What is a shell?

Shells found lying on the beach are what remains of the protective covering of soft-bodied animals that do not have bones. A shell is actually an external skeleton that protects the soft-bodied animal within from predators and strong waves. Like human skeletons, shells are made of calcium. Battered by the waves, the shell eventually breaks up into tiny pieces that mingle with the beach sand. Shells are more than houses, they are vehicles shaped for burying, crawling, leaping, and even swimming! Shells can be traps, their colours can act as signals and they can even act as greenhouses culturing plant cells that feed the shellfish. Shells have been the simple objects of play, prized treasures, used as money and have inspired art masterpieces, literature and architecture.

Shells are classified according to the body of the animal and the number and structure of the shells. Shells protect soft-bodied molluscs, bivalves having two shells and univalves a single shell. Chitons have eight flexible, overlapping shells. Sand dollars are echinoderms, closely related to the spiny sea stars and sea urchins, and their shell is called a “test.”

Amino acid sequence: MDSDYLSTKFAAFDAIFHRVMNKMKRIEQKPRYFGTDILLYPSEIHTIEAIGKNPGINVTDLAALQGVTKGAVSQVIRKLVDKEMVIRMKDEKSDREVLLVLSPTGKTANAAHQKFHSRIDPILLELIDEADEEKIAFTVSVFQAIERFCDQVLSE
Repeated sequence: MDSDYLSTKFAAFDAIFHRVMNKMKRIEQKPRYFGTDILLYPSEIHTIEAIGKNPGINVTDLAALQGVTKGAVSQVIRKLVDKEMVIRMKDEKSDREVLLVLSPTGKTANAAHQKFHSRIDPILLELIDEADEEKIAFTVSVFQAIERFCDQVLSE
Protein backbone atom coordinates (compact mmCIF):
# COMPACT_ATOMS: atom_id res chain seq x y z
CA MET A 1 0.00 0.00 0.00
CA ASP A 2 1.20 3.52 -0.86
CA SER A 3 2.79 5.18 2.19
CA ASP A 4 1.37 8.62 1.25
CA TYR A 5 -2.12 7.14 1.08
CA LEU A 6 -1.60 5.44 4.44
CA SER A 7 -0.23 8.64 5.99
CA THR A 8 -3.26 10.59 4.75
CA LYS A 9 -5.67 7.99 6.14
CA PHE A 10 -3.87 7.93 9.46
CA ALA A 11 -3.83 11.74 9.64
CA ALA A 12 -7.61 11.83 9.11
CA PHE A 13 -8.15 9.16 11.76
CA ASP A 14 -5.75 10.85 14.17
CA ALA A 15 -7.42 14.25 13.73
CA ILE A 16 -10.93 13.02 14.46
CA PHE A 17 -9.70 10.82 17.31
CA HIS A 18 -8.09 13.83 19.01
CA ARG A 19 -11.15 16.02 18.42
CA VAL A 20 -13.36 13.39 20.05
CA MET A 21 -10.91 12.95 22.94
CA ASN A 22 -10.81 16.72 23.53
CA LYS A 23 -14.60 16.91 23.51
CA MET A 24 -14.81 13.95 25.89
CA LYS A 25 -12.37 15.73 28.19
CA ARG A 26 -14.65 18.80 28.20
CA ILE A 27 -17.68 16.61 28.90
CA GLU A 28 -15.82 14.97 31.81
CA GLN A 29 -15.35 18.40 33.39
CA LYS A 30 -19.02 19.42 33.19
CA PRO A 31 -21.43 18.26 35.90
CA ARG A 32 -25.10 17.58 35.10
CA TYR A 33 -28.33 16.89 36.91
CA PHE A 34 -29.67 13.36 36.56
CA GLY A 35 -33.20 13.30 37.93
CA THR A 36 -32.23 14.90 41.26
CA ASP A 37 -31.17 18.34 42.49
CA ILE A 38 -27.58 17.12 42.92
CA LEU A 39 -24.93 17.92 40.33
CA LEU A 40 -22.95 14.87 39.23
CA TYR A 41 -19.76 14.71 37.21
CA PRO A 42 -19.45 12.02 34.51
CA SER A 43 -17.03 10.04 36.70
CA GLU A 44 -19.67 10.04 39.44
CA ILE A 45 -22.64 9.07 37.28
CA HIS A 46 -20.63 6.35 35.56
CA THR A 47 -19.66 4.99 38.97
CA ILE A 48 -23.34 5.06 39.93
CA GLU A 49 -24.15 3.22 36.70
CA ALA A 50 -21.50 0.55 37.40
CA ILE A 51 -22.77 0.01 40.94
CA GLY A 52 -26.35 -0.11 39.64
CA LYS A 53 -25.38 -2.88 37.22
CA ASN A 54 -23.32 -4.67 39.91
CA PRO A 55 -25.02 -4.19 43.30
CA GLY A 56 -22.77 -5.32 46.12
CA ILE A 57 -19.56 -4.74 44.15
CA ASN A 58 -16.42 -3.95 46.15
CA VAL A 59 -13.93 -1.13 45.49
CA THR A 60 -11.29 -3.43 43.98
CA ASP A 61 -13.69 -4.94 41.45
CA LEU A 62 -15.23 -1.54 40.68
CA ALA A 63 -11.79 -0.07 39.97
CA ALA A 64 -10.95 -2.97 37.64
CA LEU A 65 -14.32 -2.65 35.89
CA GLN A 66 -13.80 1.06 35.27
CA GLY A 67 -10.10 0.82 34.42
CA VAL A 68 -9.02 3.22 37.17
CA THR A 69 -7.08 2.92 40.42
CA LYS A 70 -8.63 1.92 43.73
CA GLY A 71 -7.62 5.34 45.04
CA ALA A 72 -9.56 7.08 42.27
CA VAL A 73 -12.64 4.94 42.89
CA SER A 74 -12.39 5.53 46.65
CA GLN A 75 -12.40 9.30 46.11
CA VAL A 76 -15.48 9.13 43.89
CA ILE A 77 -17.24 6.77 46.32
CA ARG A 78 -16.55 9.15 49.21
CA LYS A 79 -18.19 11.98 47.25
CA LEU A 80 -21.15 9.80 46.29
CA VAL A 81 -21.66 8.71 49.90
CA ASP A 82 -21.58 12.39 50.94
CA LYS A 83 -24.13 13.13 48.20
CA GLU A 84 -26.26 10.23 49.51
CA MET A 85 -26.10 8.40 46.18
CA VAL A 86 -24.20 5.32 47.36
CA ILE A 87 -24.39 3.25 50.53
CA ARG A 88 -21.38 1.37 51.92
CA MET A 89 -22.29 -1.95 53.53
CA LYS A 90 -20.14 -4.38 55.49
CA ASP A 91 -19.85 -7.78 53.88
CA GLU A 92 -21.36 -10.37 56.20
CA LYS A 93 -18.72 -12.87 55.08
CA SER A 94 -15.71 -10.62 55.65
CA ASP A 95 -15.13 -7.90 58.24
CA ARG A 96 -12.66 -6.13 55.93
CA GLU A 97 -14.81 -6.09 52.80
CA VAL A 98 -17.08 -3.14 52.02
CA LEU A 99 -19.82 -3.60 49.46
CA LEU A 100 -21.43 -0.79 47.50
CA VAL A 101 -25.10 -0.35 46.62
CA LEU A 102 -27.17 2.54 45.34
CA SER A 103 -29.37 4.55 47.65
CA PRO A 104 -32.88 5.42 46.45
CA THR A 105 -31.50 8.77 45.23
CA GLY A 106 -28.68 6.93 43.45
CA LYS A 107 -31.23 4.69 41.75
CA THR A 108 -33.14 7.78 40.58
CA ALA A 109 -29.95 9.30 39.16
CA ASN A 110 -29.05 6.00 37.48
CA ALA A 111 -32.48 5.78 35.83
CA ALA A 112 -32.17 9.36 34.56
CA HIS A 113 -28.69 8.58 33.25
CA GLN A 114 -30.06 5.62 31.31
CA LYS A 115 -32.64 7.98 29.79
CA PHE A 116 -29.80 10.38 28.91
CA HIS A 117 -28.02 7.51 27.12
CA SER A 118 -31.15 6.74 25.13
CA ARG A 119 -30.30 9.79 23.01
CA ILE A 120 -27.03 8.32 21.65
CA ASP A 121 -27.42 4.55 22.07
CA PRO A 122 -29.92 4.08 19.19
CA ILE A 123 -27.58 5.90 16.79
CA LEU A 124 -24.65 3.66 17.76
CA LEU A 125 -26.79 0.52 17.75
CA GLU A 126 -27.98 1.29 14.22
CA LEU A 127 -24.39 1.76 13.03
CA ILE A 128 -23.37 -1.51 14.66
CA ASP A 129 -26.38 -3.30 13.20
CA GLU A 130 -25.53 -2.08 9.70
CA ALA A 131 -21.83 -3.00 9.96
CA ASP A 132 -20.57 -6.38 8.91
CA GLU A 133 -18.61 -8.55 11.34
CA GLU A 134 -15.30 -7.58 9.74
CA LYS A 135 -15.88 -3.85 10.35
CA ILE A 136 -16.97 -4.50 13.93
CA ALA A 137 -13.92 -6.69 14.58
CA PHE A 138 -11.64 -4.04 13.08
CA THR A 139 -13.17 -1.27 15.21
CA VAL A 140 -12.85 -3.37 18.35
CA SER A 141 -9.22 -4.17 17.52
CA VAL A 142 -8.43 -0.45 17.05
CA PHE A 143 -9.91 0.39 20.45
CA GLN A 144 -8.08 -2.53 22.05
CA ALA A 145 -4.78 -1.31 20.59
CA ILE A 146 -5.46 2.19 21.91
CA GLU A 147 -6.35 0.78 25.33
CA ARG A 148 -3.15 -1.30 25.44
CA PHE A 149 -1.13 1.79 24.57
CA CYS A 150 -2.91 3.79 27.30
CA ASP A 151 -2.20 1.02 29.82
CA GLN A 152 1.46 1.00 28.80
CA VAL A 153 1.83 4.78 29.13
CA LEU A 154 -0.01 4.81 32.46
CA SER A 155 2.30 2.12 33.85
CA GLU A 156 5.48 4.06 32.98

"When the tide is out, the table is set."

This First Nations saying refers to the teeming stores of shellfish, many of them edible, that are revealed when the tide recedes: oysters clinging to the rocks; mussels massed together in large colonies; clams buried in the wet sand; scallops with their rippled shells; and the iridescent abalone. There are hundreds of different kinds of shells in the Pacific Northwest. This guide introduces you to a few of the most common species that you will find as you walk the beach and prowl the shoreline.

A licence is required to harvest live shellfish, and local fisheries agencies and websites have information on open and closed areas, harvest seasons, bag limits and other restrictions.

In this guide popular edible shellfish are marked with this symbol: